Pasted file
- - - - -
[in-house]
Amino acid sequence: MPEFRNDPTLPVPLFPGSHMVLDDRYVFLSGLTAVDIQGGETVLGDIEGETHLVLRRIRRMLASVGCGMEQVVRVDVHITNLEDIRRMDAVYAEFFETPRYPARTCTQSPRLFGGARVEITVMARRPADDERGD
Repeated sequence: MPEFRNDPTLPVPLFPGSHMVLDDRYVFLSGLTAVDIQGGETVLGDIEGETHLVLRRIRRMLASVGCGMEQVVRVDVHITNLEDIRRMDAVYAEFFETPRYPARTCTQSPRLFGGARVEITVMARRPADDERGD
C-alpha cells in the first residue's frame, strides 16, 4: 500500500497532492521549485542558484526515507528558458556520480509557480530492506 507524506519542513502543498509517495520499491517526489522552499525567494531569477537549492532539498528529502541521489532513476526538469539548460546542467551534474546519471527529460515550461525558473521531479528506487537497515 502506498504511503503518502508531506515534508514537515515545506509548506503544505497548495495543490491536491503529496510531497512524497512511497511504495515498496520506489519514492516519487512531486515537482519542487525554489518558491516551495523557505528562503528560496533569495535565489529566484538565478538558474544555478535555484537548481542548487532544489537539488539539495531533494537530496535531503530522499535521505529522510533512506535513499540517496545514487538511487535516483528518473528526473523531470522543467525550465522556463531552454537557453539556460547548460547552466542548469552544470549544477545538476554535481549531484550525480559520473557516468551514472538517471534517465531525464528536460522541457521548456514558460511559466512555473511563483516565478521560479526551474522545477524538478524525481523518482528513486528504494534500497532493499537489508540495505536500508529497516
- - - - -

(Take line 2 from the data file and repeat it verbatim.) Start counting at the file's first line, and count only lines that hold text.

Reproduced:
Amino acid sequence: MPEFRNDPTLPVPLFPGSHMVLDDRYVFLSGLTAVDIQGGETVLGDIEGETHLVLRRIRRMLASVGCGMEQVVRVDVHITNLEDIRRMDAVYAEFFETPRYPARTCTQSPRLFGGARVEITVMARRPADDERGD